A popular feature of both period and modern properties, it can be a challenge to restore a cornice that’s been there for many years. Especially one that’s been painted over on numerous occasions.
However, a decorative cornice brings character and charm to a room. Even a simple cornice is an attractive feature that provides the finishing touch to an interior design. Therefore, it’s worth the effort to bring neglected or damaged cornices back to life.
Styles of cornicing
Cornices come in all styles from grand and elaborate to plain and simple.
Georgian, Victorian and Edwardian houses would often include plasterwork cornices in all the main rooms. Highly ornate cornices would depict fruit, flowers, rosettes, heraldic or scroll designs in plaster.
The pattern of the cornice would sometimes be repeated in different parts of the room such as in the detail of the door frame, or on skirting boards, to harmonise the design. After a while, the fashion for very elaborate designs was replaced by the geometrical lines of the art deco period.
Today’s cornices tend to be simpler with cleaner, sharper lines and a more minimalist feel. Some still hark back to the art deco style with a repetition of sleek, angular shapes that provide a classic yet contemporary design.
Cornice wear and tear
The problem with highly embellished cornices is that prominent features of the design can break off – either through accidental damage or general wear and tear. It can be difficult to preserve the original architectural structure.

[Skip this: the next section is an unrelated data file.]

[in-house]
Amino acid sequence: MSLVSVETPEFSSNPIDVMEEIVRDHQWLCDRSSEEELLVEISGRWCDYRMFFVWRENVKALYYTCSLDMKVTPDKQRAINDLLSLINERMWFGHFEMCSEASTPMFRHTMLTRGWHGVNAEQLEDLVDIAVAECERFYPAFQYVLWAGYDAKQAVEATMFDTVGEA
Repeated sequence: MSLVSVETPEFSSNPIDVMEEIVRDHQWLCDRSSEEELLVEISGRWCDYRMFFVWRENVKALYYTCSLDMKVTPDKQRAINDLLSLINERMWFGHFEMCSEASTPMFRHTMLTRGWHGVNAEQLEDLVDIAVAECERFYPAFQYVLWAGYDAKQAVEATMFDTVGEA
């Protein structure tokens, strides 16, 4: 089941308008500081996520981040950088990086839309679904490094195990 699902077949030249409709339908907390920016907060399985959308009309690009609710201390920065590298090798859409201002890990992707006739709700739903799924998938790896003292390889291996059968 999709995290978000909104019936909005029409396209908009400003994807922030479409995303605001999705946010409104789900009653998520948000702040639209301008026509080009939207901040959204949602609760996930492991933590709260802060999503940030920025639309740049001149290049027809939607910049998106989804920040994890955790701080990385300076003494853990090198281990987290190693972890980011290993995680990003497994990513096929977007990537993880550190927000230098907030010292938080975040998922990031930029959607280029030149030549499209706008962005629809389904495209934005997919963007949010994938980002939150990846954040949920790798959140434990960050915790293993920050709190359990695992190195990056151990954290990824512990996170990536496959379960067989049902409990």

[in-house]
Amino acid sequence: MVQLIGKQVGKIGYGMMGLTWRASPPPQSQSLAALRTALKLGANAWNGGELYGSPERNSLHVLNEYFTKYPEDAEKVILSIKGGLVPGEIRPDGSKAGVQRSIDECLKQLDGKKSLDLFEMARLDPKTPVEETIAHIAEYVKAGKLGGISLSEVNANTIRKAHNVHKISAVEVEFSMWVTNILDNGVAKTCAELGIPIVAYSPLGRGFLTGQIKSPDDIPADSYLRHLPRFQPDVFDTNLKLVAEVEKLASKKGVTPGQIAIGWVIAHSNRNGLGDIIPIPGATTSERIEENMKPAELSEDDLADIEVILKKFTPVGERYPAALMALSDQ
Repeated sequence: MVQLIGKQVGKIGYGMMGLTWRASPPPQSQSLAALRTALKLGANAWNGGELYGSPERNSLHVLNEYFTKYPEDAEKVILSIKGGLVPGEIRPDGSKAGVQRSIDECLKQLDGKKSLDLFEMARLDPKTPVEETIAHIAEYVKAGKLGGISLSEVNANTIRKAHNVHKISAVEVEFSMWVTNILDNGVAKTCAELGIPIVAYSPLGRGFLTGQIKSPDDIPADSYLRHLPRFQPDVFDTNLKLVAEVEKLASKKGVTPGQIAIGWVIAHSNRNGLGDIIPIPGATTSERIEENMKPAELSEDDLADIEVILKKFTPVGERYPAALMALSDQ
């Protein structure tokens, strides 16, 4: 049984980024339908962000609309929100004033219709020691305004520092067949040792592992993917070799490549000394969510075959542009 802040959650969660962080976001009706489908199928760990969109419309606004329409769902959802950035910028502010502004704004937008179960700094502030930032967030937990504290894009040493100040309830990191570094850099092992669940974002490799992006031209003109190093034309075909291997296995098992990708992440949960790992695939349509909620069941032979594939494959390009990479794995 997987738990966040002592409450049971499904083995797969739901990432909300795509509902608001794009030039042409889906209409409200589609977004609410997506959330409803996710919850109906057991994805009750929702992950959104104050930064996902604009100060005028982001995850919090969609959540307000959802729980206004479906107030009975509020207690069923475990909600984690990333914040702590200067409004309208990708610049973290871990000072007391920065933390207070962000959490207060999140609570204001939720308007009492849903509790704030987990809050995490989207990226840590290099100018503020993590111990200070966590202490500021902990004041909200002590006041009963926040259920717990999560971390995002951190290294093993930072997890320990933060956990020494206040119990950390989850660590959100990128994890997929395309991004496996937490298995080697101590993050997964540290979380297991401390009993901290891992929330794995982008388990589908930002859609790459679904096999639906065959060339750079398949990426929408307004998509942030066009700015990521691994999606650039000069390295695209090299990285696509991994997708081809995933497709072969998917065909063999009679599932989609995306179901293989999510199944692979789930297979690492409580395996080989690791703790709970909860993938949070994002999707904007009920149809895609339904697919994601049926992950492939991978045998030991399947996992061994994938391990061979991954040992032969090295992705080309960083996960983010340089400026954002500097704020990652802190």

In many properties, bomb damage suffered during the war caused cracks, chips and flaking or much worse to decorative cornices. In some cases, extensive sections of the cornice were lost.
However, paint is usually the culprit when it comes to obscuring cornices with intricate and precise details. Over the years, the original design can become indistinct thanks to successive coats of paint.
Restoring cornice paintwork
At Creative Living Decor, we use a product called ‘peel away’ paint stripper, which removes old layers of paint. With hard work and a delicate touch, we can transform your cornice back to its original splendour.
We’ve just finished refurbishing a Victorian cornice that’s over 100 years old. And it’s probably had nearly 100 coats of paint during that time. But we were able to remove the ancient paintwork and start afresh to give the cornice a new lease of life.
Replacing damaged sections of cornice
We also work with a company that can match any cornice. This enables us to patch in new pieces or sections where the damage is too great to be repaired, or when a bit has been lost.
Cornice restoration is a valuable skill that allows us to help our customers regain the original features of their decor. We also save them the expense of having to rip out and replace existing cornices.
Would you like to know more about cornice restoration?
Our restoration specialists will be happy to discuss your requirements, whatever the age of your property.
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